Hello, shipmates! Digby here, back ashore, back at my desk, bunking in Vermont for the holidays with a shapely ski bunny and a seabag stuffed full of sailing stories of harrowing feats on the high seas. Well, few of them are particularly harrowing, save for a midsummer horror when a bespectacled crewmate, his face fogged with mask mist, misplaced a pair of Pol Roger bottles that now sleep with the fishes.
Champagne donated to Davy Jones aside, it’s been a good year. I spent the summer in Newport, of course. It’s a fine town, and though I feared it would feel a bit dead on account of the persistent plague, the pandemic was no match for the nautically minded. Instead of the solicitous, even enthusiastic response to restriction I’d seen in Manhattan and Connecticut, we happy few sailors found a keen camaraderie in casting off the draconian diktat of the state. Free sail, free labor, free men as they say.
I was in Newport in no small part to avoid the once and future ex-Mrs. Dent. Yes, dear reader, I’m afraid to report that the rift has not mended. Mother remains squarely on my wife’s side of the matter. There will be more frost than usual on New Year’s Day when the Dents gather for the customary sherry.
Now, Newport is unlike most American towns. You have the native Newporters and the seasonals, of course. But that simple separation disguises a litany of distinctions. Wilder said there were ten Newports — I count six.
Among the permanent residents, there’s still a seedbed of the flinty New England fishing village, the sort of spot you can sail into up and down the seaboard to meet taciturn and toiling locals. Then you have the resort townies, indolent and perennially intoxicated; their chief offseason occupation seems to be stealing bicycles. Next you have the husks of families of faded fortune, folks who insist they’re still seasonals even though they haven’t left in years and sold the manse ages ago.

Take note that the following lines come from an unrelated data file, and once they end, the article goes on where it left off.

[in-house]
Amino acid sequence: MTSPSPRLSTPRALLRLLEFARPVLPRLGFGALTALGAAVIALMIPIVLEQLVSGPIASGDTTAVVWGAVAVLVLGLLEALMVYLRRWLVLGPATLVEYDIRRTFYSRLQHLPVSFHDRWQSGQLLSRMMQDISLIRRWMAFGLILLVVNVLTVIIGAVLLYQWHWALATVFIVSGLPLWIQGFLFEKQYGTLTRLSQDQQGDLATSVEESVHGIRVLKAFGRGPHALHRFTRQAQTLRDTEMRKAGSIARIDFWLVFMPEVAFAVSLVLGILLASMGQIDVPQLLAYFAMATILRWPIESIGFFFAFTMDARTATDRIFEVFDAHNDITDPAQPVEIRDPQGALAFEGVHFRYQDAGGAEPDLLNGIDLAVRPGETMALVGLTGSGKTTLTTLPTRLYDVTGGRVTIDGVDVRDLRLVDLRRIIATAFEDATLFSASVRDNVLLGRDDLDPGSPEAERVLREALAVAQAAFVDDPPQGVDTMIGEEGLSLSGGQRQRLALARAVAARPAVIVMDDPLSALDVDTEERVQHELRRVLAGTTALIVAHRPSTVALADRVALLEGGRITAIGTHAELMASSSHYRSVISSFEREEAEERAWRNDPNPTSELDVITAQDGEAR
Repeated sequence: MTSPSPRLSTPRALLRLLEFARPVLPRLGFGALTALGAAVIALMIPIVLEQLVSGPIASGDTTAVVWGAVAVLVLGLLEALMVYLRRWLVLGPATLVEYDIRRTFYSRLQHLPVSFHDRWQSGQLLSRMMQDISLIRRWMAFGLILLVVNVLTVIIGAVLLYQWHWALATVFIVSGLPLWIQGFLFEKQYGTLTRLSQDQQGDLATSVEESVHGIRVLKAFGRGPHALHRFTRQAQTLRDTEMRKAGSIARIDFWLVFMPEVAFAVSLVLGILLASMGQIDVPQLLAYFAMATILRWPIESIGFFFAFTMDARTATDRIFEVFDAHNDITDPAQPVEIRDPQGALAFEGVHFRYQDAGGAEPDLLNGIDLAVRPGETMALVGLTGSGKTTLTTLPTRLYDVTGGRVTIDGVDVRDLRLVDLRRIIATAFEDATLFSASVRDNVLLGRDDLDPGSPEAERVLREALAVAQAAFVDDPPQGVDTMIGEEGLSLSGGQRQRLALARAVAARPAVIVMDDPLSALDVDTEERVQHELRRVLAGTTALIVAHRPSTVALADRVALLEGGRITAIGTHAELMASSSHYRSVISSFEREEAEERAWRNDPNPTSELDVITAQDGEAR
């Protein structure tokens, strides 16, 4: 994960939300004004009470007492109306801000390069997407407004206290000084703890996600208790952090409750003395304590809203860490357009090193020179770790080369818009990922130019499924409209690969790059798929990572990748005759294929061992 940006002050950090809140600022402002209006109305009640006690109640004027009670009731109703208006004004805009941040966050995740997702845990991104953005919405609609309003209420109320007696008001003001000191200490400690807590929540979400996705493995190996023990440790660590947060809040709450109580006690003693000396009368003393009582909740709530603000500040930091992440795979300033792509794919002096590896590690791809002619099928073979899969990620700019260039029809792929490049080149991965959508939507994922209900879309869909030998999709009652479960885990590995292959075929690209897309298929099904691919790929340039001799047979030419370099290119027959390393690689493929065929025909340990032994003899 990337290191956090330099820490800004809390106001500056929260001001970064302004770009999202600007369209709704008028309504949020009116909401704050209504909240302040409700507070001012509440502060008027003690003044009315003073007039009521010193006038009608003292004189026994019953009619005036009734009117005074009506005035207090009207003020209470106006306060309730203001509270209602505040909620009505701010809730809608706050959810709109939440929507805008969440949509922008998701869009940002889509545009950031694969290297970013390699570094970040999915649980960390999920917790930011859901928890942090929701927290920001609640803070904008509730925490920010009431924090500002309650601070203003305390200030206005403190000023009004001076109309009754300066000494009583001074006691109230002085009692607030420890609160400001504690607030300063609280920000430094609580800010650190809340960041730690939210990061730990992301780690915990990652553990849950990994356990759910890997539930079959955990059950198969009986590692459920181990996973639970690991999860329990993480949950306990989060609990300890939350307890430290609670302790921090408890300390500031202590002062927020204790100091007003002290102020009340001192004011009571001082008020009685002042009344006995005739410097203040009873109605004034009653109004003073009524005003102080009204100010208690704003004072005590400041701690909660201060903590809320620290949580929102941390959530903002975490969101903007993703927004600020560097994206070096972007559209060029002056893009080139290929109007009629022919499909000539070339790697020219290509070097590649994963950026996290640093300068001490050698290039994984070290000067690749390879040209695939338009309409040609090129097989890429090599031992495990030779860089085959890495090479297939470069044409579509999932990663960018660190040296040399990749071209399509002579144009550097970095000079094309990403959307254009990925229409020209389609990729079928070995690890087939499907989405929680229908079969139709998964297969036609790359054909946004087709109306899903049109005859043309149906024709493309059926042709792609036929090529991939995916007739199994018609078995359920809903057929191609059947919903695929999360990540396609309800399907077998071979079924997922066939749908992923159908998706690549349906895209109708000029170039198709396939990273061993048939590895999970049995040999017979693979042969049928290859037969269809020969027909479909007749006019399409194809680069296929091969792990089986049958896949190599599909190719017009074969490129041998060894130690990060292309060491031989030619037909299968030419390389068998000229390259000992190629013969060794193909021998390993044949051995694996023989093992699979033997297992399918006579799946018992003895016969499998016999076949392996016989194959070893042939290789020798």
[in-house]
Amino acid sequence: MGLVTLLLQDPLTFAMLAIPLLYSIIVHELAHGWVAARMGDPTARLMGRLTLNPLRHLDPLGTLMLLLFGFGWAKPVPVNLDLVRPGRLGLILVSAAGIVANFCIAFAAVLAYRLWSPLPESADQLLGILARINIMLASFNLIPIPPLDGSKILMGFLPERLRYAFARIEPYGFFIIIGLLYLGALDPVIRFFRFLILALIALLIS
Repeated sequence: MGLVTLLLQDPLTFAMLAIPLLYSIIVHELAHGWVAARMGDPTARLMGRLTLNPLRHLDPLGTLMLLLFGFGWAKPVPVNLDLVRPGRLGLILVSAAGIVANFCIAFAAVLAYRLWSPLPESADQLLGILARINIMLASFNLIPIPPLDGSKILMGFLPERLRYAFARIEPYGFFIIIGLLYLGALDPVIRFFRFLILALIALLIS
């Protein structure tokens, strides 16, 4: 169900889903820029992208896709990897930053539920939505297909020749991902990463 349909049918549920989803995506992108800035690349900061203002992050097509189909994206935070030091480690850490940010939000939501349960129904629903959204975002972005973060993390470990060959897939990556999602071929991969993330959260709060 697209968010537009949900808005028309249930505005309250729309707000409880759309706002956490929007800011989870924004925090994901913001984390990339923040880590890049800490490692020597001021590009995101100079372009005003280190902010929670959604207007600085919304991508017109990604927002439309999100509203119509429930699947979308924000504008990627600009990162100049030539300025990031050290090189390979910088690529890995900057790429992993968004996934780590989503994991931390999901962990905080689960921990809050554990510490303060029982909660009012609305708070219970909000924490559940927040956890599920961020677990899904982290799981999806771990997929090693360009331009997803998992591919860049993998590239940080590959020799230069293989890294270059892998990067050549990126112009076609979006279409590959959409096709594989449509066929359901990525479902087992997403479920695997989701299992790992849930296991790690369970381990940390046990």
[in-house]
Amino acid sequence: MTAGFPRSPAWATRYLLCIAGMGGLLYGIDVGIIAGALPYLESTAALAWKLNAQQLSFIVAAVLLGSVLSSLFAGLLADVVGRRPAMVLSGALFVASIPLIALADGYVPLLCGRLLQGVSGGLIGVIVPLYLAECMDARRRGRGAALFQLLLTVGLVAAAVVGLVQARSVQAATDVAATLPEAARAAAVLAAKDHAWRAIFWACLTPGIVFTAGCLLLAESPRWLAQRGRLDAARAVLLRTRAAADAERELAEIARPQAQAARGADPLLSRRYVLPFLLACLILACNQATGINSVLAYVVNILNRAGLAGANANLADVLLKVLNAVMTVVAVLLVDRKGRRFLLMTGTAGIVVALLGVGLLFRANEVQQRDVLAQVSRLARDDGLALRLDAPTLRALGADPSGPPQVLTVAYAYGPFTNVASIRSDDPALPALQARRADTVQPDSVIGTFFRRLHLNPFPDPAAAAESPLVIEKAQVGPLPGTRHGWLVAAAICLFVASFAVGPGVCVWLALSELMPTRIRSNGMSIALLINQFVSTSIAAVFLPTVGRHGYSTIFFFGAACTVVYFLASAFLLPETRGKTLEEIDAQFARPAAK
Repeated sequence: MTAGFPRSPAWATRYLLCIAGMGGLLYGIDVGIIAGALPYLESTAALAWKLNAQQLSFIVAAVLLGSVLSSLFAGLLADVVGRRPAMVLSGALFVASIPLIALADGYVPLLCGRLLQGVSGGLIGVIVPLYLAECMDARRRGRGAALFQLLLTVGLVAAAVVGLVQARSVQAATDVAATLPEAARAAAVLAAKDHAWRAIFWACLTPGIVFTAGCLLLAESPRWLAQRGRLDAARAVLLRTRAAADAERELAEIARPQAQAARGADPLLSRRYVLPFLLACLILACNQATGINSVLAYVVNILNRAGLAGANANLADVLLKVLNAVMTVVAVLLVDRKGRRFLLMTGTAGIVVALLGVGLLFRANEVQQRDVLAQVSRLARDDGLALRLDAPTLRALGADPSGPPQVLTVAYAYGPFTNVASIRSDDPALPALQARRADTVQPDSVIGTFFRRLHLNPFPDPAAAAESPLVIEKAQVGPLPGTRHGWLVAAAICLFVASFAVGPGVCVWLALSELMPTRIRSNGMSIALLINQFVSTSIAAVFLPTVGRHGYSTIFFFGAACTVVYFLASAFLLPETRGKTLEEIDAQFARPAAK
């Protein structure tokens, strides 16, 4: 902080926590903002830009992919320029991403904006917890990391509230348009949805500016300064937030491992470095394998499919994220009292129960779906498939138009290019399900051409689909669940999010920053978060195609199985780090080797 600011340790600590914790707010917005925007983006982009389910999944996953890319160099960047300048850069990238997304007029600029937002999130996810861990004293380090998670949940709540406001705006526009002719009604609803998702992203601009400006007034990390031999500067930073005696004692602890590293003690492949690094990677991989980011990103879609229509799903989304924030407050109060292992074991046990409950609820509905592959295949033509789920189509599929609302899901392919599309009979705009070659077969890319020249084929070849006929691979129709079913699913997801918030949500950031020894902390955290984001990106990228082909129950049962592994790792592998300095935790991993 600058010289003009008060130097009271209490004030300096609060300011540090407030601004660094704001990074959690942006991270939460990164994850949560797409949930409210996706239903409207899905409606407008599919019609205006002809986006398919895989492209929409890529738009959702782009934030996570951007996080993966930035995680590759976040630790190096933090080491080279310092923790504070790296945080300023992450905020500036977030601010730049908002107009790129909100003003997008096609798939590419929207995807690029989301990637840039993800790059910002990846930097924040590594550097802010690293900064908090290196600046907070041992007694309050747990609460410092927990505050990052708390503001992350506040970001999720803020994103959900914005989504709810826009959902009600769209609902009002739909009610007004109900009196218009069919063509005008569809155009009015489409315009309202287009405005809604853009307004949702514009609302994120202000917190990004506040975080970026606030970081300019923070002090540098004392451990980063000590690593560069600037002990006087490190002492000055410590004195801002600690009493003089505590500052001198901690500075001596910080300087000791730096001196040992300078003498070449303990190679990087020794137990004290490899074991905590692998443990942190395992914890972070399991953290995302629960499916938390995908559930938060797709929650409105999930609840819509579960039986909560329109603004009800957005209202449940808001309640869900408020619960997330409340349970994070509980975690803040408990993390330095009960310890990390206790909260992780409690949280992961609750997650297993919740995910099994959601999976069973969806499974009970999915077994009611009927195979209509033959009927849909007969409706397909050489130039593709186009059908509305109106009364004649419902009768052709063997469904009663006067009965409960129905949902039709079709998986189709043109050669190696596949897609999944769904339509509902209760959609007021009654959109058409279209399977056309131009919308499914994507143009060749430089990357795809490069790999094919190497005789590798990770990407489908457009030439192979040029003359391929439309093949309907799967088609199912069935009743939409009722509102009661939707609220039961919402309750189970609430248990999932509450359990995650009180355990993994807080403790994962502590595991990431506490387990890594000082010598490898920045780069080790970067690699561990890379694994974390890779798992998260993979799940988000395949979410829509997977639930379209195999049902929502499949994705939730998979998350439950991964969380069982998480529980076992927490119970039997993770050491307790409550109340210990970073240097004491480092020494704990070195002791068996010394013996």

The summering set is a mixed bag, comprised of old colonial families, Gilded Age hangovers and later-vintage fortunes. Much of its notorious snobbery having gone by the way, it’s a permeable circle so long as one does not try to join during the summer or in Newport. Its apertures are elsewhere in time and space — at school, on campus and in various places of employment.
The other two groups — the celebrities and the weekenders — treat Newport as they would any resort. Hoi polloi show up for the festivals, the weather, the crass Kennedy nostalgia and the drinking. The mega-rich come to escape the world, retreating into their hideous piles, architectural abominations almost without exception.
Summer in Newport: to be among my people, all of us in our native habitat. Flying the spinnaker, battling around the cans and then zigzagging back across the bay. We all know each other or know somebody who does.
And so it was that, early in the summer, I bumped into Susan Wiley (née Wallace), the ex-wife of a school classmate, Tim Wiley, at a yacht club get-together. We fell into spending the summer the way single people in the back half of middle age do. I doubt Timmy was terribly troubled. He ran off with an art student three years ago and, as I heard ad nauseam, has been gallivanting all around the world.
Tall, thin, and ethereal, Susan’s still a striking woman even if her looks have slipped somewhat from Carly Simon to Jimmy Stokley. Expectations were limited, hers and mine. Still, I did my part and listened to her complain about Timmy, a man I think of as perennially seventeen — and whose existence had not troubled my mind more than once a decade in the intervening years.
The whole business was surreal. But still, I’m grateful for all of it. By the time you’re reading this we’ll be skiing the deep and crisp and even in Vermont. Manhattan will be open again, and even Mother may have thawed. We’ll all of us have returned to the rituals of our lives, to the places and people that make us feel fully ourselves. Happy New Year!
This article was originally published in The Spectator’s December 2021 World edition.